He stays very informed about current events and reads most foreign-policy stories in the press. Sometimes, he sends the reporters he knows comments about their articles, mostly to correct what he perceives as inaccuracies.
In 2008, I was surprised to receive an e-mail message while I was in Singapore with Rice, covering the annual meeting of foreign ministers from the Association of Southeast Asian Nations (ASEAN). In one of my stories, I’d mentioned in a brief sentence at the end of a paragraph that Powell met with the North Korean foreign minister in Jakarta in 2004. My editor had changed “met” to “had coffee,” and Powell thought that inaccurately diminished the meeting’s importance.
I have a soft spot for Albright, not only because she was the first secretary of state I knew personally, but also because she has been very helpful to me — and she is a lot of fun.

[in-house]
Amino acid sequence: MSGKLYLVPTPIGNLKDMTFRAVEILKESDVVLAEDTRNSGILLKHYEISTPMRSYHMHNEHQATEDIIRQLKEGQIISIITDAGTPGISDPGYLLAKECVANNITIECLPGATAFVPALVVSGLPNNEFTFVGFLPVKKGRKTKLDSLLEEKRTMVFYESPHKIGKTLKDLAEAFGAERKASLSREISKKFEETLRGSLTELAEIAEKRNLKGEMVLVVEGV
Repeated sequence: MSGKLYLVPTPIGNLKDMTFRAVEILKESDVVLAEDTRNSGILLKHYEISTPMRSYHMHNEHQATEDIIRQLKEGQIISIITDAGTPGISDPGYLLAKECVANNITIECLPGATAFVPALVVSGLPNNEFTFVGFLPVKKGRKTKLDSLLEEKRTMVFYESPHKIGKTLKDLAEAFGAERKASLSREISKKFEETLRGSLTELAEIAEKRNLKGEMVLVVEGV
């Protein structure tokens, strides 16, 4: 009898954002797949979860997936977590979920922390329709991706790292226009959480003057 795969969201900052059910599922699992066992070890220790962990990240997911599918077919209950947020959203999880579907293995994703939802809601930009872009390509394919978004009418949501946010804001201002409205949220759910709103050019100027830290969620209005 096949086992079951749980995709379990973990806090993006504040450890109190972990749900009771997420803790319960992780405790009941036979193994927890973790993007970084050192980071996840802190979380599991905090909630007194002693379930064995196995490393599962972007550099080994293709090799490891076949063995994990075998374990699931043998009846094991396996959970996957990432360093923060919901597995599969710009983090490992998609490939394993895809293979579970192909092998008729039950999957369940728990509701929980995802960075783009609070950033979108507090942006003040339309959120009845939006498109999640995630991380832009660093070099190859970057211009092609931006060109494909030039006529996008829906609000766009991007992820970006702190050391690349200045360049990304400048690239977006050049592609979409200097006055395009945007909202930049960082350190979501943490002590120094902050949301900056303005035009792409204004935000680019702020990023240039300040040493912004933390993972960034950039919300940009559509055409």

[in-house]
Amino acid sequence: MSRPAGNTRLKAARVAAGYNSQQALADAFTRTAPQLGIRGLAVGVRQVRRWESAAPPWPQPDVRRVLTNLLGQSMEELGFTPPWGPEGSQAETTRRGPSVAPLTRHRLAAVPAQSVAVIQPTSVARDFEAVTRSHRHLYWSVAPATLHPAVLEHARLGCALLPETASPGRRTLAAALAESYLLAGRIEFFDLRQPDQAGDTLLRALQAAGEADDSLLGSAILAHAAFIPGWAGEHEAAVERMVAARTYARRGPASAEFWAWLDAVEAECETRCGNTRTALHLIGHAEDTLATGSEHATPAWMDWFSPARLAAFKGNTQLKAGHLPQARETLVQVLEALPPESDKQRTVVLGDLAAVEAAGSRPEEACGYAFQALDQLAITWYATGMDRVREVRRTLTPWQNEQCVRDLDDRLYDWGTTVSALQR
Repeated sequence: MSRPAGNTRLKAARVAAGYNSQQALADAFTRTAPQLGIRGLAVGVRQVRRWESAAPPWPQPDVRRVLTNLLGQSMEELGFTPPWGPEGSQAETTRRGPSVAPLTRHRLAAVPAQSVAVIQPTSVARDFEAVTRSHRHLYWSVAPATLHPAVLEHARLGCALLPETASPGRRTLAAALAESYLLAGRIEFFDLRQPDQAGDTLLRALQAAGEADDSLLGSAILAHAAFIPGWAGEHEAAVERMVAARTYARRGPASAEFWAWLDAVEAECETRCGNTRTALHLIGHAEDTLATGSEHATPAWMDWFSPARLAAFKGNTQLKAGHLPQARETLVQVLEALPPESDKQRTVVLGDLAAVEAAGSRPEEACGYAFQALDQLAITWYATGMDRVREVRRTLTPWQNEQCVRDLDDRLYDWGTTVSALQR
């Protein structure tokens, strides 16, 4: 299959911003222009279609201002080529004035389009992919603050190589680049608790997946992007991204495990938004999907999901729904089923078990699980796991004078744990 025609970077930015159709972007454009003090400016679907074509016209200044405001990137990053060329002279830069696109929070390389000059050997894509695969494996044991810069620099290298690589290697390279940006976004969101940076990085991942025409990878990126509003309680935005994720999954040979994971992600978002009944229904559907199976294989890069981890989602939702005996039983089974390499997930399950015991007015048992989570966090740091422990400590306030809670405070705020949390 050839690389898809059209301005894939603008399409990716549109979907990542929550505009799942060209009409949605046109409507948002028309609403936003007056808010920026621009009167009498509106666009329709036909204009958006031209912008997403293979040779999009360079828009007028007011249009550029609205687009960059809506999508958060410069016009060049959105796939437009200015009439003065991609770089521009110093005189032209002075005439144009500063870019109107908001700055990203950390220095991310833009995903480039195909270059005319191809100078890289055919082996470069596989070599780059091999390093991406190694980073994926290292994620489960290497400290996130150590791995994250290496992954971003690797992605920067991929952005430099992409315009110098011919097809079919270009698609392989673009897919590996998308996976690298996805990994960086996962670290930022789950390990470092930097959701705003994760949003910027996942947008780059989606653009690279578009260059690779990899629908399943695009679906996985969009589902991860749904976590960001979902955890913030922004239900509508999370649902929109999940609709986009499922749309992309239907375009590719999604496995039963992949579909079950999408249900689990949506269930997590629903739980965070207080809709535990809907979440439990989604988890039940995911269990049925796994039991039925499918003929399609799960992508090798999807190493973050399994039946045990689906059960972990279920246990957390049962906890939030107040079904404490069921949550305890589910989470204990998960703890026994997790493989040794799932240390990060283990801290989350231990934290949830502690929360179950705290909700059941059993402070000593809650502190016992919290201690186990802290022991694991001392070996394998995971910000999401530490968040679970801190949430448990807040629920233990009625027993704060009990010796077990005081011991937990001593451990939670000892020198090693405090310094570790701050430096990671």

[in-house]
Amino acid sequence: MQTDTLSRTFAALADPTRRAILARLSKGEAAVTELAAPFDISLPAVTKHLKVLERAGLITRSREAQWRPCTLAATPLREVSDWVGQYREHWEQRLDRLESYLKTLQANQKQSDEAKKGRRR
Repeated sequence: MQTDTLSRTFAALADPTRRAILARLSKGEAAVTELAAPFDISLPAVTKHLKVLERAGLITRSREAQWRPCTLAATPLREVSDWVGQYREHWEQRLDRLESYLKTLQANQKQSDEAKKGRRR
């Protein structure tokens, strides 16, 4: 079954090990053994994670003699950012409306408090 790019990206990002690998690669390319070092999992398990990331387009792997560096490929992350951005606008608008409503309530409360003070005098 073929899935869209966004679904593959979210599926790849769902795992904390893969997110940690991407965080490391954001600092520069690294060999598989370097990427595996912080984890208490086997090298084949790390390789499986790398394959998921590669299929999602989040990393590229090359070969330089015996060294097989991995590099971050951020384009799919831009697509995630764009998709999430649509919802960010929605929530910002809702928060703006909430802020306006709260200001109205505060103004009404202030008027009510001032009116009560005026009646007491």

I first met her in an ornate suite at New York’s Waldorf-Astoria hotel in 2000, while working on a profile of her for the Financial Times. Then I went on a trip with her to Europe and the Middle East — the first time I traveled on the secretary’s plane. We were flying when word came that Slobodan Milosevic had been driven out of power in Belgrade. I was surprised when she winked at me during a press conference in Egypt, but later I learned that she had winked at other reporters before.